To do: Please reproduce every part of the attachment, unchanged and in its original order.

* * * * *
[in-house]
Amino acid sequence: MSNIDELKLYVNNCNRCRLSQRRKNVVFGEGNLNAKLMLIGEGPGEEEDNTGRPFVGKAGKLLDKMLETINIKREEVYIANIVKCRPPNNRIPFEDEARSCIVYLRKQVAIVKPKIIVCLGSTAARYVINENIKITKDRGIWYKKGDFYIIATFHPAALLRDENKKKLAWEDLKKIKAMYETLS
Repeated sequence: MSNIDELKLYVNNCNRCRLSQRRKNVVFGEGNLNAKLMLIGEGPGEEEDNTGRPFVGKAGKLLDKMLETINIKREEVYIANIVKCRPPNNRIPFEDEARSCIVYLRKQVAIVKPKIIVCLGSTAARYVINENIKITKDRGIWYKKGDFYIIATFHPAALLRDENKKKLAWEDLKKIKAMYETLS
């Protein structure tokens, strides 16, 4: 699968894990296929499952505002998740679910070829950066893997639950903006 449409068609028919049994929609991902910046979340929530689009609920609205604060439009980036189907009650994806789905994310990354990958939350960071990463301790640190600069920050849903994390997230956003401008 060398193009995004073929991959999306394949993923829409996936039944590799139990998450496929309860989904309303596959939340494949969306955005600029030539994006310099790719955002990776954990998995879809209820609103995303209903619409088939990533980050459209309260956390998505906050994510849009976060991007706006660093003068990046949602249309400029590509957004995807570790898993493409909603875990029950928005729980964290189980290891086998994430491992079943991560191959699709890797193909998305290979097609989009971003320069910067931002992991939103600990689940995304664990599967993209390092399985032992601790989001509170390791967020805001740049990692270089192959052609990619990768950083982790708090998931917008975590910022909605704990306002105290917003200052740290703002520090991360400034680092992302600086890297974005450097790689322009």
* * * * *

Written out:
[in-house]
Amino acid sequence: MSNIDELKLYVNNCNRCRLSQRRKNVVFGEGNLNAKLMLIGEGPGEEEDNTGRPFVGKAGKLLDKMLETINIKREEVYIANIVKCRPPNNRIPFEDEARSCIVYLRKQVAIVKPKIIVCLGSTAARYVINENIKITKDRGIWYKKGDFYIIATFHPAALLRDENKKKLAWEDLKKIKAMYETLS
Repeated sequence: MSNIDELKLYVNNCNRCRLSQRRKNVVFGEGNLNAKLMLIGEGPGEEEDNTGRPFVGKAGKLLDKMLETINIKREEVYIANIVKCRPPNNRIPFEDEARSCIVYLRKQVAIVKPKIIVCLGSTAARYVINENIKITKDRGIWYKKGDFYIIATFHPAALLRDENKKKLAWEDLKKIKAMYETLS
């Protein structure tokens, strides 16, 4: 699968894990296929499952505002998740679910070829950066893997639950903006 449409068609028919049994929609991902910046979340929530689009609920609205604060439009980036189907009650994806789905994310990354990958939350960071990463301790640190600069920050849903994390997230956003401008 060398193009995004073929991959999306394949993923829409996936039944590799139990998450496929309860989904309303596959939340494949969306955005600029030539994006310099790719955002990776954990998995879809209820609103995303209903619409088939990533980050459209309260956390998505906050994510849009976060991007706006660093003068990046949602249309400029590509957004995807570790898993493409909603875990029950928005729980964290189980290891086998994430491992079943991560191959699709890797193909998305290979097609989009971003320069910067931002992991939103600990689940995304664990599967993209390092399985032992601790989001509170390791967020805001740049990692270089192959052609990619990768950083982790708090998931917008975590910022909605704990306002105290917003200052740290703002520090991360400034680092992302600086890297974005450097790689322009």